Mercedes GLE SUV - Engines, drive & performance
The Mercedes GLE has no shortage of power, but fails to overcome its bulk
The Mercedes GLE is fractionally taller and around 50mm longer than its predecessor, and both are closely matched on weight. Like the previous model, and despite clever technology that aims to create a more precise driving experience, the GLE is far more adept at effortless high-speed cruising than determined back-road sprints.
Most models now come as standard with conventional steel spring suspension, but AMG Line Premium Plus cars are equipped with the brand's Airmatic air suspension system. This provides a consistently smooth ride when the standard 20-inch alloy wheels are fitted, but we have yet to test it on the larger 22-inch wheels you can choose as an option.
Enthusiastic drivers may be given hope by the optional 'Curve' setting that joins the GLE's list of Dynamic Select driving modes. It aims to improve cornering agility and passenger comfort by leaning the car into bends, cancelling out the natural body lean that such a big, heavy SUV might ordinarily be affected by. You can choose from three levels of effectiveness, and it certainly makes a difference – the GLE stays impressively level through fast motorway curves – but it does little to increase your confidence on a twisty road.
The GLE always feels the big, heavy car it is, and though the system effectively disguises the SUV's bulk, it can't do anything to increase the amount of grip on offer. In fact, by concealing the roll that would naturally dissuade you from pushing too hard in a corner, the 'Curve' setting leaves you wondering how much longer your tyres can retain their grip on the road – there's precious little sensation through the steering wheel, after all. The system is likely to be optional on UK cars, and it's a box we'd leave unticked on the price list.
E-Active Body Control has more tangible benefit, particularly if you often find yourself on tricky terrain or facing snowy conditions. Here, the system can perform its party trick of bouncing the car repeatedly on its suspension in an effort to regain traction. It's a clever idea, but one we have yet to put to the test. Mercedes' 4MATIC permanent four-wheel drive system is standard across the range.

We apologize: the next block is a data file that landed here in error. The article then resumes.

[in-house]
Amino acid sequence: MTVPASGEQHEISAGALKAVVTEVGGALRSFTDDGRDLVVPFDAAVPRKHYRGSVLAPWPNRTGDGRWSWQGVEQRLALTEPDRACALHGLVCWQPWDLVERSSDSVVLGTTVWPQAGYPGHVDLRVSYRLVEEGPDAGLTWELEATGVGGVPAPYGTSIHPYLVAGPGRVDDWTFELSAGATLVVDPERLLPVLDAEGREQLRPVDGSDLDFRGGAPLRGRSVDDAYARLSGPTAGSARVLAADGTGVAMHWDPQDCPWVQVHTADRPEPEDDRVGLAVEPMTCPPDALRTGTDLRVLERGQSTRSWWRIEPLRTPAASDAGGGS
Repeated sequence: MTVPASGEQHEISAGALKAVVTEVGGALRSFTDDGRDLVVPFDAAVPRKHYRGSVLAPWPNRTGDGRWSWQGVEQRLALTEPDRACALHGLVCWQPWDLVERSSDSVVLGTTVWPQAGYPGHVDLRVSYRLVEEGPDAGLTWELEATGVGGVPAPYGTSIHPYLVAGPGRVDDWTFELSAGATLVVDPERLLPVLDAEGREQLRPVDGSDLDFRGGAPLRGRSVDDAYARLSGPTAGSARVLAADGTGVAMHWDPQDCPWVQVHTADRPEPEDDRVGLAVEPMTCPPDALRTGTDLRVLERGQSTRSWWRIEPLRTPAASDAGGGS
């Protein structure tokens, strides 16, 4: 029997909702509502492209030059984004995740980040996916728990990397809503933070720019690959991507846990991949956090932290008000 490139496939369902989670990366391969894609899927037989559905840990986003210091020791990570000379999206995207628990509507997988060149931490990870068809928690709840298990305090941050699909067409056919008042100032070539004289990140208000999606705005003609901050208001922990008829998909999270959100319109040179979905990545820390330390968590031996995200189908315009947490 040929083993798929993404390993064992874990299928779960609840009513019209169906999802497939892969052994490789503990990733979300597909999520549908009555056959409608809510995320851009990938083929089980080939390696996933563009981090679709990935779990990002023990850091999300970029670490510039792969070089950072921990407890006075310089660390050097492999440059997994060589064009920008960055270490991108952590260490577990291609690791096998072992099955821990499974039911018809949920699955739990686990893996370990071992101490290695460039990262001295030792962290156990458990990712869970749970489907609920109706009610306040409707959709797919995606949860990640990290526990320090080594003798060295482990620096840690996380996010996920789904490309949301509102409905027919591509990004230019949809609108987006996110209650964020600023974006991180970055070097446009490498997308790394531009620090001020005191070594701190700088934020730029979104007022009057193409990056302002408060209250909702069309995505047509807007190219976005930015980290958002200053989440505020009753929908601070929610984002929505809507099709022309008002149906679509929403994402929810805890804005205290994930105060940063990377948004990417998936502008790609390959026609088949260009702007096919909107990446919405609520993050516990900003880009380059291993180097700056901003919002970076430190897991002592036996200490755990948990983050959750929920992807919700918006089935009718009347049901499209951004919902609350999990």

While steering feel isn't exactly transformed, the GLE 53 does acquit itself better on a country lane than the regular model. Grip is impressive, which is hardly surprising considering its rear tyres are the same width as those fitted to the fastest Porsche 911, and the air suspension helps keep the 53's weight in check in its sportier driving modes.
Mercedes GLE diesel engines
The entry-level 300 d is likely to win the lion's share of GLE sales in the UK; its 2.0-litre, 268bhp diesel engine will prove more than sufficient for most. Mercedes says it can manage 0-62mph in just 6.8 seconds, and while it proves a little noisy when pulling away, it settles to a background hum once cruising speed is reached. Smoothness is helped by the standard nine-speed automatic gearbox, which responds quickly and renders gearchanges imperceptible.
It can't match the six-cylinder GLE 400 d for smoothness, which uses a 3.0-litre engine that was first seen in the luxurious Mercedes S-Class saloon. Its power output is 326bhp, and the 0-62mph time of 5.7 seconds is faster than that of many hot hatchbacks and sports cars.
The ‘450’ petrol engine offered in the latest GLE is a 3.0-litre, six-cylinder mild-hybrid that produces 362bhp. Acceleration from 0-62mph takes just 5.7 seconds, matching the 400d, but the petrol’s top speed is slightly higher at 155mph. Above that is the Mercedes-AMG GLE 53, which also comes with electrical assistance, and this version produces 429bhp. The 0-62mph time is reduced to 5.3 seconds, while the range-topping GLE 63 S takes a scant 3.8 seconds to cover the sprint, making it one of the fastest SUVs on the planet. The GLE's weight can still be felt, though, and you'll need to work the engine to make the most of its performance. Happily, the six-cylinder engine in the GLE 53 and the 63 S’ V8 both sound surprisingly tuneful when you do, adding to the experience.
In 2020, Mercedes introduced the GLE 350 de plug-in hybrid. Most hybrids use a petrol engine and an electric motor to give diesel-like fuel efficiency, but Mercedes has combined a diesel engine with the electric motor. Together the system produces 316bhp, which is enough for a 0-62mph time of 6.9 seconds. The 23.4kWh battery allows an impressive electric range of 66 miles, and recharging takes three-and-a-quarter hours from a 7.2kW wallbox.